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How a Socialist Beat One of Virginia’s Most Powerful Republicans

Is Lee Carter’s shocking victory a sign of things to come across America?

Within minutes of NBC News’ calling Virginia’s gubernatorial election for Ralph Northam on Tuesday night, Democratic National Committee chairman Tom Perez phoned into MSNBC to celebrate. “I’m feeling incredibly optimistic,” he said when host Chris Hayes asked about Democratic gains in the state’s House of Delegates. “The author of the anti-transgender bathroom bill just got defeated by a woman named Danica Roem—a transgender woman who is a spectacular candidate.”

Perez proceeded to name-check Elizabeth Guzman and Hala Ayala, the first Latinas ever elected to the House, but then Hayes asked him about another candidate—one who’d barely received any national attention throughout the campaign.“There’s also, I believe, a Marine veteran who identifies as a democratic socialist who, if I’m not mistaken, is running competitively with someone in the House GOP leadership,” he said. “The House GOP whip might lose to a socialist Marine veteran? Is that actually happening?”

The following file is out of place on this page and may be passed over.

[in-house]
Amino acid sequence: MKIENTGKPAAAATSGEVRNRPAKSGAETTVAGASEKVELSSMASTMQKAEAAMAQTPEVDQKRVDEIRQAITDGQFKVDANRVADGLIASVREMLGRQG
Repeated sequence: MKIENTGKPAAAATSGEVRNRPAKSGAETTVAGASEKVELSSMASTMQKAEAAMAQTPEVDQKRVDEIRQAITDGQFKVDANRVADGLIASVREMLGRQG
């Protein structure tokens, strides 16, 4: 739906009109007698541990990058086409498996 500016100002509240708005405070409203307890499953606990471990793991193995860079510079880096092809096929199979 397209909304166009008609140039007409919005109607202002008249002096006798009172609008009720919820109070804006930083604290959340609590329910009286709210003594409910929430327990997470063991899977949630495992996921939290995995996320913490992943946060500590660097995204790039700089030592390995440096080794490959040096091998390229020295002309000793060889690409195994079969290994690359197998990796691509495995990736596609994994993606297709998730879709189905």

It was indeed. Democrat Lee Carter, a red-haired, 30-year-old Marine veteran from Manassas, won a remarkable nine-point victory to oust Delegate Jackson Miller, a deep-pocketed Republican incumbent who serves as House Majority Whip. Carter ran openly as a socialist—he and his supporters crooned the union anthem “Solidarity Forever” after their victory—and he won with almost no institutional support from the state Democratic Party. The Richmond Times-Dispatch’s Patrick Wilson reported last month that party leaders “abandoned” Carter after he declined to report campaign metrics like the number of doors he’d knocked and the amount of money he’d raised. Carter told Wilson he “ceased reporting to the House caucus after multiple information security lapses in which confidential information that we reported to the House caucus was leaked outside of the party infrastructure.” But he also said the party leaders “wanted a bit more editorial control over my messaging than I was comfortable with.” Wilson wrote that “Democratic Party leaders were not eager to discuss Carter, preferring to promote other candidates.” In fact, Wilson called Carter “the kind of rogue candidate that gives an apparatus like the Democratic Party of Virginia a fit.”

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